When a person is living through their ego self, it can bring about much unhappiness. Know that most people are unaware of this false defense mechanism active inside themselves we call the ego self. Notice this is the ego’s life, not ours. As adults, our natural state is not…dependent, weak, needy, lonely, unworthy, insatiable, etc. This way of life has been passed down from one generation to the next. It’s a habit and it’s time we say “no” to the ego. The ego self should not be in charge of our life, period. 

Once we’re adults, we rarely learn to reverse this behavior even when we are quite capable of taking care of ourselves. Thus, our protective response can turn into a lifetime of unhealthy behavior. This clearly demonstrates the need for every adult to know what their needs are as well as their unmet needs, and to learn to be responsible to meet those needs themselves.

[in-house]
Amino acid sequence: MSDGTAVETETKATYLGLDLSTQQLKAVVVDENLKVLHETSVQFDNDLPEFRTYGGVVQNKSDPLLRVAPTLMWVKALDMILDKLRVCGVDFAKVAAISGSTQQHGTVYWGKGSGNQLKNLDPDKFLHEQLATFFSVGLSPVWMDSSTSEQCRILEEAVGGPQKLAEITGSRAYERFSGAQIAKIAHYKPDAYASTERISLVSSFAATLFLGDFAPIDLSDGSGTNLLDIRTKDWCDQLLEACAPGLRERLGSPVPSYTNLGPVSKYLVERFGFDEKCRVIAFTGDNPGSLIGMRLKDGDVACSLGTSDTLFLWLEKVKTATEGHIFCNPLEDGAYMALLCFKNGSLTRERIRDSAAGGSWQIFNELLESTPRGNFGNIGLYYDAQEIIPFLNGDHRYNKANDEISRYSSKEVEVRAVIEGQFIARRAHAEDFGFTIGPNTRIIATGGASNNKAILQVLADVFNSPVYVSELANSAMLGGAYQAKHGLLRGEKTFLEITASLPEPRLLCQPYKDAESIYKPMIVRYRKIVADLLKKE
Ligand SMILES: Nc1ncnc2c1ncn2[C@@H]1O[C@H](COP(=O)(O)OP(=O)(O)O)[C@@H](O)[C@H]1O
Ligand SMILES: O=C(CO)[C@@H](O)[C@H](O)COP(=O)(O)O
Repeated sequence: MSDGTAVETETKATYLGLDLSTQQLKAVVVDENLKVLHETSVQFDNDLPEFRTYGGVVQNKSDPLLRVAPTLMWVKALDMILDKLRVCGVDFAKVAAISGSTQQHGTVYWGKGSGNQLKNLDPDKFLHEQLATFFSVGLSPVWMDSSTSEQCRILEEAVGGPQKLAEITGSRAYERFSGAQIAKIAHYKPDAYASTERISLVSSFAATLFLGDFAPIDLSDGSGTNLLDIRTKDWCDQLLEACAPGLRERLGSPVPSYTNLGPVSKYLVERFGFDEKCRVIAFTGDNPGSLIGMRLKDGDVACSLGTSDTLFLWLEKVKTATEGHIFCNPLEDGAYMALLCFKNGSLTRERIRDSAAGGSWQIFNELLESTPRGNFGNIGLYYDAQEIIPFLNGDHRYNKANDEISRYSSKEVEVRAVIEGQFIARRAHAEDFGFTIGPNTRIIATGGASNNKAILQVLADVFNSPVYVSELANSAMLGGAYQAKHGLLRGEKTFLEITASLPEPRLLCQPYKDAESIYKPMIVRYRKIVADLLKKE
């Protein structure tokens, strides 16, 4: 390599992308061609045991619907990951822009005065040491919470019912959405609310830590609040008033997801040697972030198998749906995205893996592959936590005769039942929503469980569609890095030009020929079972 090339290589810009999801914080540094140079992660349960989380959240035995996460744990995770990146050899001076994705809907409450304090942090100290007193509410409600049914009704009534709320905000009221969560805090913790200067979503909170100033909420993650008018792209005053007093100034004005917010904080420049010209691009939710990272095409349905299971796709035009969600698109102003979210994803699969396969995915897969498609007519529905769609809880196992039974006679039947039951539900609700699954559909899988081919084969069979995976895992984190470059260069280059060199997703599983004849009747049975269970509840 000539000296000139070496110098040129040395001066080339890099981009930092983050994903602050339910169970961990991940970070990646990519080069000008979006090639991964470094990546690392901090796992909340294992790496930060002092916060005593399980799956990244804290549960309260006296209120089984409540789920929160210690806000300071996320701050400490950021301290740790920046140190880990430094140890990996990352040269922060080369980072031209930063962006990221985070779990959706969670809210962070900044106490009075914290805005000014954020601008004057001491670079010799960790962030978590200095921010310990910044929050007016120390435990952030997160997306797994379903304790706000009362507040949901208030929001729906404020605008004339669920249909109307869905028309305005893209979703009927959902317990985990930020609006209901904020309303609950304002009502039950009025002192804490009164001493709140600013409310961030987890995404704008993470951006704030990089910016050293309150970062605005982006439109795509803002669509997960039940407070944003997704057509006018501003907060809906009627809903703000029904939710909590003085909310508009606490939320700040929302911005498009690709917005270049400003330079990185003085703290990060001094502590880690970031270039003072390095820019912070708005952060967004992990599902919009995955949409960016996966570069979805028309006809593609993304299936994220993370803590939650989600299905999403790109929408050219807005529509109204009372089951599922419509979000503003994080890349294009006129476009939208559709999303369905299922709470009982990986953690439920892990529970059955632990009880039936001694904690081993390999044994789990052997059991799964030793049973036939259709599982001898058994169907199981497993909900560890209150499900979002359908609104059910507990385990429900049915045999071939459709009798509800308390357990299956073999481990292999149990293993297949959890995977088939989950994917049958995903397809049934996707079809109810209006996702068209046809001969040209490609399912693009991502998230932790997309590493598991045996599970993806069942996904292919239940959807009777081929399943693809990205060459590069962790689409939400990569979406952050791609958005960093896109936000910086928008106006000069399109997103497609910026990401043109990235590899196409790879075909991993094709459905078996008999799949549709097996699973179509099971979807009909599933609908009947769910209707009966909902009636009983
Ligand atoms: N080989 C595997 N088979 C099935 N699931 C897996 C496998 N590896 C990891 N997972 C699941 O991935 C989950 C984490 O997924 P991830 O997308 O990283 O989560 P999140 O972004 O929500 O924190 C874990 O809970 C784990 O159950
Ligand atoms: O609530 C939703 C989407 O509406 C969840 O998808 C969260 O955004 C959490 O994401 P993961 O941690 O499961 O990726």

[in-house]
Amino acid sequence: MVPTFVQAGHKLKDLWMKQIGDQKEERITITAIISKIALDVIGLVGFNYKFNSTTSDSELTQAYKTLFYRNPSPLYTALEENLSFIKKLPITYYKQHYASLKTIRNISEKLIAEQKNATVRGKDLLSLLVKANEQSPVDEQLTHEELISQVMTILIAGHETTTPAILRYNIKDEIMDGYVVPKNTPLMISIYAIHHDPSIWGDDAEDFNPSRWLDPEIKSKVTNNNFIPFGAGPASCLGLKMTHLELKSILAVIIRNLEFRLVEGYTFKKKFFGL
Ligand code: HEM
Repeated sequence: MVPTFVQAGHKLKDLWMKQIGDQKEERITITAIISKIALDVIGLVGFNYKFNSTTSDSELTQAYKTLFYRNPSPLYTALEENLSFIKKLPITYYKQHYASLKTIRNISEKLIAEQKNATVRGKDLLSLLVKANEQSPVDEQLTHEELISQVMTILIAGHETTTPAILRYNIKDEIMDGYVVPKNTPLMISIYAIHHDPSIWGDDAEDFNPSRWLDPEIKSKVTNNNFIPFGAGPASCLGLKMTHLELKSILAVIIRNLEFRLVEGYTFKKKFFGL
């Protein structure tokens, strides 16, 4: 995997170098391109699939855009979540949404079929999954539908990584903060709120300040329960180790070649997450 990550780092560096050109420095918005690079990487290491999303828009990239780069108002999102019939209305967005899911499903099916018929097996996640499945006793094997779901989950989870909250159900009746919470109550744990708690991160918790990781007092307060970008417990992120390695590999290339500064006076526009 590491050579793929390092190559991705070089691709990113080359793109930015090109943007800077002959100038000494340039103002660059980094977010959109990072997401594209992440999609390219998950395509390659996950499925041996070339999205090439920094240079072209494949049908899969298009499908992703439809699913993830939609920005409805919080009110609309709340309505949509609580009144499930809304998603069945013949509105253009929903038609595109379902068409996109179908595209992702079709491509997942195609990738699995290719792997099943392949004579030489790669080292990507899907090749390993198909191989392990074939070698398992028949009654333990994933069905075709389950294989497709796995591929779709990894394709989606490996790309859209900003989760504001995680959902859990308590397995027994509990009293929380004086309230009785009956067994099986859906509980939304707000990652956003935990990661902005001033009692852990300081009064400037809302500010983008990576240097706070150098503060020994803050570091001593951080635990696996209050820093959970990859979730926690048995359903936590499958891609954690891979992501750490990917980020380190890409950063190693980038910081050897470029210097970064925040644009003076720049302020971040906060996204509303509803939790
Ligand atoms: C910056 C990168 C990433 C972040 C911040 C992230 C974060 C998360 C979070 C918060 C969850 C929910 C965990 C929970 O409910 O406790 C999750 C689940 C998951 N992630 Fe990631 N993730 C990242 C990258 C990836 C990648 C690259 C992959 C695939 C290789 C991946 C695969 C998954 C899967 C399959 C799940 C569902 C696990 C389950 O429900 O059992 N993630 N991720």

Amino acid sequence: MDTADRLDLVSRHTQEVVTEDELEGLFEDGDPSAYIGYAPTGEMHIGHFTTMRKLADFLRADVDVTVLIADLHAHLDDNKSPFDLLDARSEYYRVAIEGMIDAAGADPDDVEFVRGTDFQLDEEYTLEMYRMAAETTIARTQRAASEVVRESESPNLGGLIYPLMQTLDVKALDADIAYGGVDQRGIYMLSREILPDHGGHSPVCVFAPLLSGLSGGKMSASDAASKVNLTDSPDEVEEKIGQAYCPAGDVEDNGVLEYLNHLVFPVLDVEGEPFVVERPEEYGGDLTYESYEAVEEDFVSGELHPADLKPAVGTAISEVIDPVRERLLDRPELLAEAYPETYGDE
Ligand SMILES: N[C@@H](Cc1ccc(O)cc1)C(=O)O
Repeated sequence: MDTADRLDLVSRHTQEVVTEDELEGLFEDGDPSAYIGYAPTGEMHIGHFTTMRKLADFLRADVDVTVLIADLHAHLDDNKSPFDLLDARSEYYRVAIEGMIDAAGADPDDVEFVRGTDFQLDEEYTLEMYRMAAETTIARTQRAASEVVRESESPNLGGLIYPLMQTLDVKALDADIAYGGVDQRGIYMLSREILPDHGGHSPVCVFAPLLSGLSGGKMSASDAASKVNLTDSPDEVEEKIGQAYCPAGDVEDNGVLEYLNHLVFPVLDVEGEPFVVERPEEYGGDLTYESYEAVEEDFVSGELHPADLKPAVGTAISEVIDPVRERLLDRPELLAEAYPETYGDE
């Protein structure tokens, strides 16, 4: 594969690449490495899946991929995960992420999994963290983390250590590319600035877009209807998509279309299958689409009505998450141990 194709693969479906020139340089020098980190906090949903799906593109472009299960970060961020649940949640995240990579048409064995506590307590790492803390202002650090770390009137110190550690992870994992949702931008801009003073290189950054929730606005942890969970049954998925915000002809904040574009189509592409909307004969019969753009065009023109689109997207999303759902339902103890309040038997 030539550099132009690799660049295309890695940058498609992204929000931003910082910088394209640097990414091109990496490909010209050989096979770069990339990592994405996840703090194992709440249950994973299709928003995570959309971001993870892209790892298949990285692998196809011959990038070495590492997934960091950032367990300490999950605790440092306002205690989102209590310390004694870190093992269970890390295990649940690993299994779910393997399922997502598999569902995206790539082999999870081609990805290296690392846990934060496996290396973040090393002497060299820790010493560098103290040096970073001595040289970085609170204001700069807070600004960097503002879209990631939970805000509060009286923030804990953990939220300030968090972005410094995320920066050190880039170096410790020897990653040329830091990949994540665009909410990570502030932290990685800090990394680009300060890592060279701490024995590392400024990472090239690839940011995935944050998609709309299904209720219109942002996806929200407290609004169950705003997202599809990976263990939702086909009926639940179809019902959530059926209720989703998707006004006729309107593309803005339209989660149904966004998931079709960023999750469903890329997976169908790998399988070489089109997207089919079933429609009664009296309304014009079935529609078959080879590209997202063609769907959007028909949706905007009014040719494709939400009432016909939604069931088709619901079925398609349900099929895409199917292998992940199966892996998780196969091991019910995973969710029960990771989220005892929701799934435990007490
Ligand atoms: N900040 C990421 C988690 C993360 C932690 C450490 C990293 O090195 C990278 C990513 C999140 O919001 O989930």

Let’s be clear, the ego will never take care of you nor will other people…because that’s your job. Of course, it’s important to be there for other people, but never at your own detriment. When we give from this place where we give too much…because we believe it’s the right thing to do, know that it’s not. As Ernest Hemingway wrote, “The most painful thing is losing yourself in the process of loving someone too much and forgetting that you are special too.”  When we put other people’s needs and happiness above our own, we fail ourselves and others.

Unfortunately, we’ve learned to live in a made-up, psychological world as an alternative self…that’s not only unhealthy, but it’s certainly not our natural state.  It’s just a habit we can change once we understand it. Yes, it’s a learned behavior, and we can also learn how to step out of it, to live in the joy that was intended for us all along.